Surgeries that involved the removal of sections of the stomach and intestine of patients provided the first inkling towards the potential of surgical weight loss. Post-surgery, it was noticed that in many cases patients could not regain their pre-surgery weight. This led to further studies into the matter, and surgeons came out with a conclusion that, with similar modifications to the process mentioned above, surgery could be used to deal with morbid obesity. Procedures, over the last decade, have been vastly improved for better results and lower risks.
Morbid obesity (being 100 lbs. above the ideal weight or having a Body Mass Index of 40 or more) can significantly heighten the risk of obesity-related conditions or serious diseases (also known as co-morbidities). Morbid obesity is linked to the following illnesses: Type2 Diabetes, menstrual irregularities, urinary stress incontinence, high blood pressure, depression, infertility, respiratory problems, osteoarthritis and gastro esophageal reflux. In most cases of morbid obesity, surgery can often be the best solution.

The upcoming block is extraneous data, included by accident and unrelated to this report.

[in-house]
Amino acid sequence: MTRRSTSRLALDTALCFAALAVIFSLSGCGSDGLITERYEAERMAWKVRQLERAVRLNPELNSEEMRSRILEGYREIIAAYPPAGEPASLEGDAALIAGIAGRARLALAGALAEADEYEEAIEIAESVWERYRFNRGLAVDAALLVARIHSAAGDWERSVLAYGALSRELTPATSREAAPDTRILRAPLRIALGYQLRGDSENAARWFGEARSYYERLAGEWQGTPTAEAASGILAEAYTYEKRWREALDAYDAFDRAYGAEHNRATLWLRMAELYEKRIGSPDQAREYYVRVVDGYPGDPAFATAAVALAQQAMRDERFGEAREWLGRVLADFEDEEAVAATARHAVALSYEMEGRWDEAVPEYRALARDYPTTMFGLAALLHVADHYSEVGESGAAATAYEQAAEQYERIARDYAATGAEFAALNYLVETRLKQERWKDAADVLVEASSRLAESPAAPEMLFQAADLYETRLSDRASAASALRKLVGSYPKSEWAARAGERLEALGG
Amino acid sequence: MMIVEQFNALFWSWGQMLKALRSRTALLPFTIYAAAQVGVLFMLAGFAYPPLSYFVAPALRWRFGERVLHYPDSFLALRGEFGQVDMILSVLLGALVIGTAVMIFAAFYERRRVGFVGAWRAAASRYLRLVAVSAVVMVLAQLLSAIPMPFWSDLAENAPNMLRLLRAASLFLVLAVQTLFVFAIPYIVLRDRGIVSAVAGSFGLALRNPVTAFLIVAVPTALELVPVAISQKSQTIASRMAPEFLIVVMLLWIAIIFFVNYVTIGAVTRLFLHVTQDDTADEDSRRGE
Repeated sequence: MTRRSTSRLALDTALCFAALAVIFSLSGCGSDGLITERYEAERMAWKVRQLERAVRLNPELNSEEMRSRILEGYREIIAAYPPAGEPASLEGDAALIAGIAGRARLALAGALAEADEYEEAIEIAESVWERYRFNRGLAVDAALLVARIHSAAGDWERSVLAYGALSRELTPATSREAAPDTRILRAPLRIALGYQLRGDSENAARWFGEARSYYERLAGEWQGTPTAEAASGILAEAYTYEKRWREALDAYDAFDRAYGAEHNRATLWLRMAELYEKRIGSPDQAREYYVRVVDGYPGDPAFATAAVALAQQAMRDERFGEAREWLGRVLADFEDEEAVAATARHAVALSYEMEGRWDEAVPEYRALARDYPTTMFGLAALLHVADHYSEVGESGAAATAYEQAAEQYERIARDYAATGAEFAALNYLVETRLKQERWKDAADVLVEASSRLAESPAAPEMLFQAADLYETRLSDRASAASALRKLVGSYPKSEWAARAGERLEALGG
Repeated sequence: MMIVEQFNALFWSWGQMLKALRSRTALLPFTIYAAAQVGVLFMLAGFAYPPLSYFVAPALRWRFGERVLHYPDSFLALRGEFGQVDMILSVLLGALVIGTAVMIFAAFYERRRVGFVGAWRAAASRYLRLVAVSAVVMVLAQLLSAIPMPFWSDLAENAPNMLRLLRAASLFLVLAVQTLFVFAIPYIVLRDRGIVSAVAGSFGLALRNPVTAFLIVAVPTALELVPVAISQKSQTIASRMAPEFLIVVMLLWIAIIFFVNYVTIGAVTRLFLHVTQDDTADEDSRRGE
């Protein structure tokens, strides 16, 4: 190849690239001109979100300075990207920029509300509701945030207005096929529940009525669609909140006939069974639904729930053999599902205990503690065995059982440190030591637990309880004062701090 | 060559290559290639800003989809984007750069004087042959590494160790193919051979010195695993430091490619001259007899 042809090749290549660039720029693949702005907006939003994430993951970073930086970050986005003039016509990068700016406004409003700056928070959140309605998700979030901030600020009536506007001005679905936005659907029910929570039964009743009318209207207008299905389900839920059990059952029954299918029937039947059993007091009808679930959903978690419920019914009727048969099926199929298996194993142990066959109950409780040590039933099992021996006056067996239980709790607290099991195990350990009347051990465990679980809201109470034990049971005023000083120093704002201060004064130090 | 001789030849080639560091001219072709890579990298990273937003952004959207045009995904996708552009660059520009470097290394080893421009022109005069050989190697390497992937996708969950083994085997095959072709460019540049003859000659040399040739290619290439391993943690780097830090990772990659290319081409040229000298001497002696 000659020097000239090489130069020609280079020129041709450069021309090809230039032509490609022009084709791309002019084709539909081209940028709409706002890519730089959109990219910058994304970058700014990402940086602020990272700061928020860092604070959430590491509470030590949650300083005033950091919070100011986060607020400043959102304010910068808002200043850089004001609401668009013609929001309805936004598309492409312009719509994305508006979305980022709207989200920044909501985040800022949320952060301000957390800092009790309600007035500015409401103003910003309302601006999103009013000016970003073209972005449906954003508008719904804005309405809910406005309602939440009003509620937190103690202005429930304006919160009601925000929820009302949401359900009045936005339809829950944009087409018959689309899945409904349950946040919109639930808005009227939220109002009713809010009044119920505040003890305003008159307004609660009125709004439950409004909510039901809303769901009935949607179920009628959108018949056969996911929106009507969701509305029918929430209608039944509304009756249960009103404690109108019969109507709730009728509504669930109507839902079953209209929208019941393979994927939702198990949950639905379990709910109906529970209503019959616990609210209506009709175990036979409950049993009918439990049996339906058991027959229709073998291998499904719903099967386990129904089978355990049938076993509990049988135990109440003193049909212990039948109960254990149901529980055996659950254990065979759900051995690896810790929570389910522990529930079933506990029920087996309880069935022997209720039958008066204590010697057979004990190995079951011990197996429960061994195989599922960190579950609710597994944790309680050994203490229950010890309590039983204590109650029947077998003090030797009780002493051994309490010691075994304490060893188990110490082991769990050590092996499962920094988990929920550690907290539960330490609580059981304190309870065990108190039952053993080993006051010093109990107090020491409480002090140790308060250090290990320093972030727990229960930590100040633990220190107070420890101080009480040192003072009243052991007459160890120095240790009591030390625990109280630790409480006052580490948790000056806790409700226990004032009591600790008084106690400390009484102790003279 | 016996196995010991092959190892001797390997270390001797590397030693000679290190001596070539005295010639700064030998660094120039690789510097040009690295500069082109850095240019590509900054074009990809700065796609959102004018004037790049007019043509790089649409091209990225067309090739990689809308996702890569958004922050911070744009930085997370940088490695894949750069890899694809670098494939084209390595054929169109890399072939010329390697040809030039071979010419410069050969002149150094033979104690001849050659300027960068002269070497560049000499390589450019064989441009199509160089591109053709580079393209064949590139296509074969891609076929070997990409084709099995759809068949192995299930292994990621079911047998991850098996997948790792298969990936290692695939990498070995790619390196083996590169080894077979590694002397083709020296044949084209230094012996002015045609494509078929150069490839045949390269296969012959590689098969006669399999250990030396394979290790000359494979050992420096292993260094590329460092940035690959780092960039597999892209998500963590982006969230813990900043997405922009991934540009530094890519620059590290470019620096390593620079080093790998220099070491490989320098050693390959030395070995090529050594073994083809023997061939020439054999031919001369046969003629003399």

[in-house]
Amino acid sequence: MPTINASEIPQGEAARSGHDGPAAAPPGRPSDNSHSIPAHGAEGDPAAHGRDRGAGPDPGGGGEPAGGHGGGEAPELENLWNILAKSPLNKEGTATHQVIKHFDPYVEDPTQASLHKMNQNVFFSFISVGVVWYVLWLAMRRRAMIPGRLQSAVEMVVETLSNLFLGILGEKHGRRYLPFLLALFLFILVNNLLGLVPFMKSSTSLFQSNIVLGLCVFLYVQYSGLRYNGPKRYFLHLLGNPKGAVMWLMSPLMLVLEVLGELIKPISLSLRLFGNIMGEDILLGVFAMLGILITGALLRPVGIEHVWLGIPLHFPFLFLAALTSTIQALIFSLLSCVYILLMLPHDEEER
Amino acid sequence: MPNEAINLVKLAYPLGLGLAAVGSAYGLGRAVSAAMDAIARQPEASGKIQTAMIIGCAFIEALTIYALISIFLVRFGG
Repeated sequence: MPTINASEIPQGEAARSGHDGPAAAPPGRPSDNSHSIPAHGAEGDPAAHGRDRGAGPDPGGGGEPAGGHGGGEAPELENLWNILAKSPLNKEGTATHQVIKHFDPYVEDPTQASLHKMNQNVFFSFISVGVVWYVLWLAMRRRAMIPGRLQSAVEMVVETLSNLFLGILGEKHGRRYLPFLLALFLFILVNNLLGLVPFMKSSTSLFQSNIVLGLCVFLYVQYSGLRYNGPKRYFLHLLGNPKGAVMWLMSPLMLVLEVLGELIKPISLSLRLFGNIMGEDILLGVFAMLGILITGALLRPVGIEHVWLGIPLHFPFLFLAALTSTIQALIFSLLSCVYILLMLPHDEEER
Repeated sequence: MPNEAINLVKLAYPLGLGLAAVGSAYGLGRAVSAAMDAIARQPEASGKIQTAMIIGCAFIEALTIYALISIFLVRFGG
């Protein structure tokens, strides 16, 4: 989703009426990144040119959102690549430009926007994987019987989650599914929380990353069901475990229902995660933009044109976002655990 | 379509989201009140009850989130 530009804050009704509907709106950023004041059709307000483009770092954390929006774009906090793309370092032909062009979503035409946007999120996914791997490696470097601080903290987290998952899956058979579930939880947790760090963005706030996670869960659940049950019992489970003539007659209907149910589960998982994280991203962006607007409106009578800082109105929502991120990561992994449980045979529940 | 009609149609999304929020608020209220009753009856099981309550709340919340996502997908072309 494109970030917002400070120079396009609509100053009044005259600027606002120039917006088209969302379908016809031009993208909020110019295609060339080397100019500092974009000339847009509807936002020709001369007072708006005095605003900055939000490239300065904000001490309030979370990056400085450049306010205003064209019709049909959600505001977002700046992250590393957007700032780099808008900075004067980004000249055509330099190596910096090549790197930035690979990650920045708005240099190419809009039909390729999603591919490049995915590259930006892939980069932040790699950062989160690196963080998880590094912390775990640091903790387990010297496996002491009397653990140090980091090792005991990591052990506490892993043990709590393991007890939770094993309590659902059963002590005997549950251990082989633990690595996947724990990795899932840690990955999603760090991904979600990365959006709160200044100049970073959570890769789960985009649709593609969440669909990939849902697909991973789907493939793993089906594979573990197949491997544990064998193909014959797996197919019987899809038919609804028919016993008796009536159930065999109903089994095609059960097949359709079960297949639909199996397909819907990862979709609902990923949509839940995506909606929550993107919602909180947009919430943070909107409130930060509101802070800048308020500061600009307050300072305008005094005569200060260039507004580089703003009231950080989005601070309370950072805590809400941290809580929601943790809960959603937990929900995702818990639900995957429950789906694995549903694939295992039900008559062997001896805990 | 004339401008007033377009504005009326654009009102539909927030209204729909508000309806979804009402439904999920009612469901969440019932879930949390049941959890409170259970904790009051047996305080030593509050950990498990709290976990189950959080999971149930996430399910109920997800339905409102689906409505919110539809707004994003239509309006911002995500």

The American Society for Bariatric surgery outlines two approaches to weight loss surgery. The first involves restrictive procedures, which reduce the amount of food a person can eat at one time by creating a new, smaller stomach pouch. This gives an early feeling of fullness and thus, leads to lesser intake. The second approach is a Malabsorptive procedure. This process involves the bypass of a portion of the small intestine thereby affecting the absorption of food. Gastric bypass and Duodenal Switch are two types of malabsorption procedures. Gastric Bypass surgery makes the stomach smaller, which forces the patient to reduce the amount of calories consumed and in duodenal switch the small intestine is re-routed to effect malabsorption (here also the stomach is cut vertically).
Weight loss surgery, though beneficial, has some inherent risks and a patient for the same should be aware by gaining information from his bariatic surgeon and also his physician.